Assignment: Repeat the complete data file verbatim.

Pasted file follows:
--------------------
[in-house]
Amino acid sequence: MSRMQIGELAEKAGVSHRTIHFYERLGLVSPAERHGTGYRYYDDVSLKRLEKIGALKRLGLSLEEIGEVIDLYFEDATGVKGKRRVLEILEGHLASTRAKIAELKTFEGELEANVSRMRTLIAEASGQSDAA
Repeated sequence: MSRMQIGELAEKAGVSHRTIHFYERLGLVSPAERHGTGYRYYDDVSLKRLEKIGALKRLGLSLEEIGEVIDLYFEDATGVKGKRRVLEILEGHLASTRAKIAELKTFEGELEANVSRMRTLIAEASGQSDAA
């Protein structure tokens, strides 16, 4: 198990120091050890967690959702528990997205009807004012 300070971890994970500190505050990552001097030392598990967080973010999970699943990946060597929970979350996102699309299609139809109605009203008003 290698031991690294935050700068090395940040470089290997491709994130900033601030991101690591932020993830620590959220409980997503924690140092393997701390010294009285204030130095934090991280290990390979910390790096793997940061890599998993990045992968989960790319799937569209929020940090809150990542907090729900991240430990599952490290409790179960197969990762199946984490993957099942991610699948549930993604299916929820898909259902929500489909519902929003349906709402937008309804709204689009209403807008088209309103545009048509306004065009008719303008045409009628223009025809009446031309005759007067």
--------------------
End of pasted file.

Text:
[in-house]
Amino acid sequence: MSRMQIGELAEKAGVSHRTIHFYERLGLVSPAERHGTGYRYYDDVSLKRLEKIGALKRLGLSLEEIGEVIDLYFEDATGVKGKRRVLEILEGHLASTRAKIAELKTFEGELEANVSRMRTLIAEASGQSDAA
Repeated sequence: MSRMQIGELAEKAGVSHRTIHFYERLGLVSPAERHGTGYRYYDDVSLKRLEKIGALKRLGLSLEEIGEVIDLYFEDATGVKGKRRVLEILEGHLASTRAKIAELKTFEGELEANVSRMRTLIAEASGQSDAA
């Protein structure tokens, strides 16, 4: 198990120091050890967690959702528990997205009807004012 300070971890994970500190505050990552001097030392598990967080973010999970699943990946060597929970979350996102699309299609139809109605009203008003 290698031991690294935050700068090395940040470089290997491709994130900033601030991101690591932020993830620590959220409980997503924690140092393997701390010294009285204030130095934090991280290990390979910390790096793997940061890599998993990045992968989960790319799937569209929020940090809150990542907090729900991240430990599952490290409790179960197969990762199946984490993957099942991610699948549930993604299916929820898909259902929500489909519902929003349906709402937008309804709204689009209403807008088209309103545009048509306004065009008719303008045409009628223009025809009446031309005759007067």